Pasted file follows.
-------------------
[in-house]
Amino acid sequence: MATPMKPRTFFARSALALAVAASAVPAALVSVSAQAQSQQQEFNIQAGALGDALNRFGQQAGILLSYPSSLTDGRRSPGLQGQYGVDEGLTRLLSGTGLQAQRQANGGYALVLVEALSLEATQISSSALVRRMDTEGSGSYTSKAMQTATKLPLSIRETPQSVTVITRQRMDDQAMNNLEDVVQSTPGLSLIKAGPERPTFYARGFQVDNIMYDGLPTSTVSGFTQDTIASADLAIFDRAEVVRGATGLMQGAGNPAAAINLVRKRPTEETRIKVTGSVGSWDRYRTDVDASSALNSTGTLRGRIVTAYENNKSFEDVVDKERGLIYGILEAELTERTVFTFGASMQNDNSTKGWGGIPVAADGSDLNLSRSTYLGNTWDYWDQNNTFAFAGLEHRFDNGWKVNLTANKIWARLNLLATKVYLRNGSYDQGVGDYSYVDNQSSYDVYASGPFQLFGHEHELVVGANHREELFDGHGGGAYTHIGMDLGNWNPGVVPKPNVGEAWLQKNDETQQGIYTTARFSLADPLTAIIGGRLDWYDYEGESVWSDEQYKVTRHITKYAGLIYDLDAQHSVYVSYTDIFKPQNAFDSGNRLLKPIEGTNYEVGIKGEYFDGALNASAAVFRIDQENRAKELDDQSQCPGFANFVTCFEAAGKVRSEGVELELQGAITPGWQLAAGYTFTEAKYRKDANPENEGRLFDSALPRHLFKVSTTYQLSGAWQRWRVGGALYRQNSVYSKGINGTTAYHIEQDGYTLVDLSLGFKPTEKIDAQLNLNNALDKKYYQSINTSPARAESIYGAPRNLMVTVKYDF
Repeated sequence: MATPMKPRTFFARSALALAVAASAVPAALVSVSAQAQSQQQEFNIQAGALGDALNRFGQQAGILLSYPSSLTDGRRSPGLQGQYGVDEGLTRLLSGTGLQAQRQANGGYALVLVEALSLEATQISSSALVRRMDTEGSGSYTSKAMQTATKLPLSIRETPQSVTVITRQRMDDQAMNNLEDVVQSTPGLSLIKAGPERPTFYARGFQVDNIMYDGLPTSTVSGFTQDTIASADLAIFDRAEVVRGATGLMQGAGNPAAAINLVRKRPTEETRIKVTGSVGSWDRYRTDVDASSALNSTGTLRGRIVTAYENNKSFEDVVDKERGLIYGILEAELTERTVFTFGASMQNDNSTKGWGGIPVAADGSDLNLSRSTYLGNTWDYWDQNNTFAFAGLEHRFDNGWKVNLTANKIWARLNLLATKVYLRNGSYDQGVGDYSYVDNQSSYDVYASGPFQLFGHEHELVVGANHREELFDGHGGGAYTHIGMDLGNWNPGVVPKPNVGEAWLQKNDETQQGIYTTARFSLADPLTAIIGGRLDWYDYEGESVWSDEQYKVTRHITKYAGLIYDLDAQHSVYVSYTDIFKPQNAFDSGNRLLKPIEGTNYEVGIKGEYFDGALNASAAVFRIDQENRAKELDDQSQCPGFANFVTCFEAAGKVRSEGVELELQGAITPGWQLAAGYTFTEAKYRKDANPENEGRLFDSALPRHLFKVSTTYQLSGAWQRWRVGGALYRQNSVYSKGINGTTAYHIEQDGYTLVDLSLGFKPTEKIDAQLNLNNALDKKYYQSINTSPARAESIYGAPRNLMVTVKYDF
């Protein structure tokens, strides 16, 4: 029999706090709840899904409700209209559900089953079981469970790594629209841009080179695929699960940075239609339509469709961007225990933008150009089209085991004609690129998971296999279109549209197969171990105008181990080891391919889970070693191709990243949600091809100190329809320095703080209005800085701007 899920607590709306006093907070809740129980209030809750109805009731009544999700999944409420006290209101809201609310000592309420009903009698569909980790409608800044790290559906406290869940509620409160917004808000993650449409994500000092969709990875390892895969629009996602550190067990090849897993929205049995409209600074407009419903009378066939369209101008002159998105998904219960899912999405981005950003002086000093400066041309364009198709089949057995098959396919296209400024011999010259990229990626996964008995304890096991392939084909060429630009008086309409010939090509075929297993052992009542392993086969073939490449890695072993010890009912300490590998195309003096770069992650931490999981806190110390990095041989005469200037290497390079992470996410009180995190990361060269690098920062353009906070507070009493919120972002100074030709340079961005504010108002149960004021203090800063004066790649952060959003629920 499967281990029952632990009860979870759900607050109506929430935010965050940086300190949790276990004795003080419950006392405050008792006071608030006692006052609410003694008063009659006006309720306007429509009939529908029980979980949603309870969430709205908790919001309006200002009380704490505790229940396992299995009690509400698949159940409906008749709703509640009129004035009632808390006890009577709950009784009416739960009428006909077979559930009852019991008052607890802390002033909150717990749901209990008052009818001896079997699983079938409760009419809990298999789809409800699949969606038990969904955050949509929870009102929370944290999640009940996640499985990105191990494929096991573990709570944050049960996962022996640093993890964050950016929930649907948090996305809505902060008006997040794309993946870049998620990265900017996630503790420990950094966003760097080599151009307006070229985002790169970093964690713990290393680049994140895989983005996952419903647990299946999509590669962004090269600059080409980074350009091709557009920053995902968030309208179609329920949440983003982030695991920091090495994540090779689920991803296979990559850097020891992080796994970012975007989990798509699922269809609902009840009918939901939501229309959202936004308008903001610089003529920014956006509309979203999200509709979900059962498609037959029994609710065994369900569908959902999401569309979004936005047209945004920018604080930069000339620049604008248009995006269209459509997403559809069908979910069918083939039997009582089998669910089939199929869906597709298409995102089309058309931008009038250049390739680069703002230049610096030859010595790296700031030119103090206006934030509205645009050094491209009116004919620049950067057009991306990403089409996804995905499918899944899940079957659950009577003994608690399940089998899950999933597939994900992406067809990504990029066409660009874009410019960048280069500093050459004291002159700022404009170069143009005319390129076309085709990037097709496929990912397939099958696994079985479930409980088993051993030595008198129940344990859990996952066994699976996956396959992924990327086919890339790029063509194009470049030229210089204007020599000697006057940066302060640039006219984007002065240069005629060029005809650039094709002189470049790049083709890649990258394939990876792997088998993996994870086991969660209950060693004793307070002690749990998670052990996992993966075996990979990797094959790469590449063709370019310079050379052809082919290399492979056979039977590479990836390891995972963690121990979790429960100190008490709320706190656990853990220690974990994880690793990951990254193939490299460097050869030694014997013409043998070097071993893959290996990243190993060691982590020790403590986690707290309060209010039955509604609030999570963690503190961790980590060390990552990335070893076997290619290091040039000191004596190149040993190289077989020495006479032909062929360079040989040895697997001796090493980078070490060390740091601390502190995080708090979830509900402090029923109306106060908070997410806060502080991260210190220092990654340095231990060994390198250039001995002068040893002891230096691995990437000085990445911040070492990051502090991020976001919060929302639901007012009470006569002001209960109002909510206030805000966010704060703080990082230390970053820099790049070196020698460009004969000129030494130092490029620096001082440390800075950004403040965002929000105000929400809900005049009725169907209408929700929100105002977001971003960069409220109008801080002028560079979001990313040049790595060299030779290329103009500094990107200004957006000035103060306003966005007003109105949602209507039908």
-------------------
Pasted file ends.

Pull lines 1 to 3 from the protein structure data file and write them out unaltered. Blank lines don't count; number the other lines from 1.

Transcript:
[in-house]
Amino acid sequence: MATPMKPRTFFARSALALAVAASAVPAALVSVSAQAQSQQQEFNIQAGALGDALNRFGQQAGILLSYPSSLTDGRRSPGLQGQYGVDEGLTRLLSGTGLQAQRQANGGYALVLVEALSLEATQISSSALVRRMDTEGSGSYTSKAMQTATKLPLSIRETPQSVTVITRQRMDDQAMNNLEDVVQSTPGLSLIKAGPERPTFYARGFQVDNIMYDGLPTSTVSGFTQDTIASADLAIFDRAEVVRGATGLMQGAGNPAAAINLVRKRPTEETRIKVTGSVGSWDRYRTDVDASSALNSTGTLRGRIVTAYENNKSFEDVVDKERGLIYGILEAELTERTVFTFGASMQNDNSTKGWGGIPVAADGSDLNLSRSTYLGNTWDYWDQNNTFAFAGLEHRFDNGWKVNLTANKIWARLNLLATKVYLRNGSYDQGVGDYSYVDNQSSYDVYASGPFQLFGHEHELVVGANHREELFDGHGGGAYTHIGMDLGNWNPGVVPKPNVGEAWLQKNDETQQGIYTTARFSLADPLTAIIGGRLDWYDYEGESVWSDEQYKVTRHITKYAGLIYDLDAQHSVYVSYTDIFKPQNAFDSGNRLLKPIEGTNYEVGIKGEYFDGALNASAAVFRIDQENRAKELDDQSQCPGFANFVTCFEAAGKVRSEGVELELQGAITPGWQLAAGYTFTEAKYRKDANPENEGRLFDSALPRHLFKVSTTYQLSGAWQRWRVGGALYRQNSVYSKGINGTTAYHIEQDGYTLVDLSLGFKPTEKIDAQLNLNNALDKKYYQSINTSPARAESIYGAPRNLMVTVKYDF
Repeated sequence: MATPMKPRTFFARSALALAVAASAVPAALVSVSAQAQSQQQEFNIQAGALGDALNRFGQQAGILLSYPSSLTDGRRSPGLQGQYGVDEGLTRLLSGTGLQAQRQANGGYALVLVEALSLEATQISSSALVRRMDTEGSGSYTSKAMQTATKLPLSIRETPQSVTVITRQRMDDQAMNNLEDVVQSTPGLSLIKAGPERPTFYARGFQVDNIMYDGLPTSTVSGFTQDTIASADLAIFDRAEVVRGATGLMQGAGNPAAAINLVRKRPTEETRIKVTGSVGSWDRYRTDVDASSALNSTGTLRGRIVTAYENNKSFEDVVDKERGLIYGILEAELTERTVFTFGASMQNDNSTKGWGGIPVAADGSDLNLSRSTYLGNTWDYWDQNNTFAFAGLEHRFDNGWKVNLTANKIWARLNLLATKVYLRNGSYDQGVGDYSYVDNQSSYDVYASGPFQLFGHEHELVVGANHREELFDGHGGGAYTHIGMDLGNWNPGVVPKPNVGEAWLQKNDETQQGIYTTARFSLADPLTAIIGGRLDWYDYEGESVWSDEQYKVTRHITKYAGLIYDLDAQHSVYVSYTDIFKPQNAFDSGNRLLKPIEGTNYEVGIKGEYFDGALNASAAVFRIDQENRAKELDDQSQCPGFANFVTCFEAAGKVRSEGVELELQGAITPGWQLAAGYTFTEAKYRKDANPENEGRLFDSALPRHLFKVSTTYQLSGAWQRWRVGGALYRQNSVYSKGINGTTAYHIEQDGYTLVDLSLGFKPTEKIDAQLNLNNALDKKYYQSINTSPARAESIYGAPRNLMVTVKYDF